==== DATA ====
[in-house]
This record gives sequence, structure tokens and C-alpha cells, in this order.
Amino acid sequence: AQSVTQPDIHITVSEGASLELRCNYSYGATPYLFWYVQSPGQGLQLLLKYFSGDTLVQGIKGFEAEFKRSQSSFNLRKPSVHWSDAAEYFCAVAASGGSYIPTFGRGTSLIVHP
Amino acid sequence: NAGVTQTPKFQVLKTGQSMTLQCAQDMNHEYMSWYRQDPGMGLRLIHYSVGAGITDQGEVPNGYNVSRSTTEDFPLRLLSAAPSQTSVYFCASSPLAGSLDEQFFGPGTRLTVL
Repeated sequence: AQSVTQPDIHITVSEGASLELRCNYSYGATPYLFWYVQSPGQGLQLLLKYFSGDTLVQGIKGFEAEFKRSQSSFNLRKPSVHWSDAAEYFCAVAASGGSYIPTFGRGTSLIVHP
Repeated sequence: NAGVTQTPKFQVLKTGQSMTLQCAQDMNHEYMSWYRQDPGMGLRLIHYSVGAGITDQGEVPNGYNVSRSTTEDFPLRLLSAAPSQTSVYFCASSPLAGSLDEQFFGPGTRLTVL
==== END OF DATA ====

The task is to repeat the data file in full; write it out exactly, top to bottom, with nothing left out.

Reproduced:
[in-house]
This record gives sequence, structure tokens and C-alpha cells, in this order.
Amino acid sequence: AQSVTQPDIHITVSEGASLELRCNYSYGATPYLFWYVQSPGQGLQLLLKYFSGDTLVQGIKGFEAEFKRSQSSFNLRKPSVHWSDAAEYFCAVAASGGSYIPTFGRGTSLIVHP
Amino acid sequence: NAGVTQTPKFQVLKTGQSMTLQCAQDMNHEYMSWYRQDPGMGLRLIHYSVGAGITDQGEVPNGYNVSRSTTEDFPLRLLSAAPSQTSVYFCASSPLAGSLDEQFFGPGTRLTVL
Repeated sequence: AQSVTQPDIHITVSEGASLELRCNYSYGATPYLFWYVQSPGQGLQLLLKYFSGDTLVQGIKGFEAEFKRSQSSFNLRKPSVHWSDAAEYFCAVAASGGSYIPTFGRGTSLIVHP
Repeated sequence: NAGVTQTPKFQVLKTGQSMTLQCAQDMNHEYMSWYRQDPGMGLRLIHYSVGAGITDQGEVPNGYNVSRSTTEDFPLRLLSAAPSQTSVYFCASSPLAGSLDEQFFGPGTRLTVL